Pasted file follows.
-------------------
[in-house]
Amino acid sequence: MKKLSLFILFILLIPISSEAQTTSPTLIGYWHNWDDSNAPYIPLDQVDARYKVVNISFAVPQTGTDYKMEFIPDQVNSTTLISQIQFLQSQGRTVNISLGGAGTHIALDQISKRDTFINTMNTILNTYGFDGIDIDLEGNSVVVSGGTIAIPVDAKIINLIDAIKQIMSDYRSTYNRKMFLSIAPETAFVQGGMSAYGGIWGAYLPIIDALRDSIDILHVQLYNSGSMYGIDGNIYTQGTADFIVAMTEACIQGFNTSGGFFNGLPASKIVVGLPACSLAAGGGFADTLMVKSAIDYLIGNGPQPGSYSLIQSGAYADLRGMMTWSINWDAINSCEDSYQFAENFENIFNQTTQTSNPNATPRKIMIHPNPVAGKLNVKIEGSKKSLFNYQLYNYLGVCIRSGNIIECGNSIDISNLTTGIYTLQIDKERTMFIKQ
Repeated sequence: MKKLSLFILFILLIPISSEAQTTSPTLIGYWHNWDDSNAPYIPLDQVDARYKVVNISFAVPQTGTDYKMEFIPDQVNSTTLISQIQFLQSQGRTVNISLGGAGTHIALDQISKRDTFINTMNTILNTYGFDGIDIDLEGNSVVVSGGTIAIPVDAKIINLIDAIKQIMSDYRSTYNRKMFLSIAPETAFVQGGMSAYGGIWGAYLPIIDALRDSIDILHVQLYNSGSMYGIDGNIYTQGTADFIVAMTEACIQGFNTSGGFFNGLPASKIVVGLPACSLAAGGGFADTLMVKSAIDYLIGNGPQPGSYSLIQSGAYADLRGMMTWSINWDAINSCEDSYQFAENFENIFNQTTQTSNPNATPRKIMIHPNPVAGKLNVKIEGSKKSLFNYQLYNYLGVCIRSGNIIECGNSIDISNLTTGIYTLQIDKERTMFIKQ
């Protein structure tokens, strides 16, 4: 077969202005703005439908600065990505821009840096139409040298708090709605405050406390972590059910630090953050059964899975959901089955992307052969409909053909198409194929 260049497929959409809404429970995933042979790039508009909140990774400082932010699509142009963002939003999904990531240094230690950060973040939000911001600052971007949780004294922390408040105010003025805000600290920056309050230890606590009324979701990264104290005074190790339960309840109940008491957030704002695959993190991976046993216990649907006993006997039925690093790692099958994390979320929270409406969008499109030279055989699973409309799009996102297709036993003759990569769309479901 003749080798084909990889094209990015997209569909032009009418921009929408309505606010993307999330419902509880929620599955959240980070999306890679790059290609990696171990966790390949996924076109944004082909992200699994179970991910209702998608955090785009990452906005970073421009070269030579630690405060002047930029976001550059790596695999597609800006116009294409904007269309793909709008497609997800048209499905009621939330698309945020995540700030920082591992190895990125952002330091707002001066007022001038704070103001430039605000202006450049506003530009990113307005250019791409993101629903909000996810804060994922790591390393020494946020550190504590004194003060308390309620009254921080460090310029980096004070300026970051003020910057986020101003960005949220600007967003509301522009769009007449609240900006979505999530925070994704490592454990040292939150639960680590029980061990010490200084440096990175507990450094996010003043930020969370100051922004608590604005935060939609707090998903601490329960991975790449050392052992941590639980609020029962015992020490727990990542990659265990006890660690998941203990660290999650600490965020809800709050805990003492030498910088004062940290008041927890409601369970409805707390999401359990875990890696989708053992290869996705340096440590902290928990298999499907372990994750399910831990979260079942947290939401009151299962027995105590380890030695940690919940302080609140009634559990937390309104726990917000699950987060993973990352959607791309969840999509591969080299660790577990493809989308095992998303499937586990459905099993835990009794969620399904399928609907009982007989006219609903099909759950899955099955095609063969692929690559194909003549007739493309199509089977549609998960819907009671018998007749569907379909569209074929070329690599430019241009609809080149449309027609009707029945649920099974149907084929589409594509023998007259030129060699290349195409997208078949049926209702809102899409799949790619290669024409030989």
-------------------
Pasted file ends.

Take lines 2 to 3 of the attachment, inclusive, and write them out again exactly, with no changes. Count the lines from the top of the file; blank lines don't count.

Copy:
Amino acid sequence: MKKLSLFILFILLIPISSEAQTTSPTLIGYWHNWDDSNAPYIPLDQVDARYKVVNISFAVPQTGTDYKMEFIPDQVNSTTLISQIQFLQSQGRTVNISLGGAGTHIALDQISKRDTFINTMNTILNTYGFDGIDIDLEGNSVVVSGGTIAIPVDAKIINLIDAIKQIMSDYRSTYNRKMFLSIAPETAFVQGGMSAYGGIWGAYLPIIDALRDSIDILHVQLYNSGSMYGIDGNIYTQGTADFIVAMTEACIQGFNTSGGFFNGLPASKIVVGLPACSLAAGGGFADTLMVKSAIDYLIGNGPQPGSYSLIQSGAYADLRGMMTWSINWDAINSCEDSYQFAENFENIFNQTTQTSNPNATPRKIMIHPNPVAGKLNVKIEGSKKSLFNYQLYNYLGVCIRSGNIIECGNSIDISNLTTGIYTLQIDKERTMFIKQ
Repeated sequence: MKKLSLFILFILLIPISSEAQTTSPTLIGYWHNWDDSNAPYIPLDQVDARYKVVNISFAVPQTGTDYKMEFIPDQVNSTTLISQIQFLQSQGRTVNISLGGAGTHIALDQISKRDTFINTMNTILNTYGFDGIDIDLEGNSVVVSGGTIAIPVDAKIINLIDAIKQIMSDYRSTYNRKMFLSIAPETAFVQGGMSAYGGIWGAYLPIIDALRDSIDILHVQLYNSGSMYGIDGNIYTQGTADFIVAMTEACIQGFNTSGGFFNGLPASKIVVGLPACSLAAGGGFADTLMVKSAIDYLIGNGPQPGSYSLIQSGAYADLRGMMTWSINWDAINSCEDSYQFAENFENIFNQTTQTSNPNATPRKIMIHPNPVAGKLNVKIEGSKKSLFNYQLYNYLGVCIRSGNIIECGNSIDISNLTTGIYTLQIDKERTMFIKQ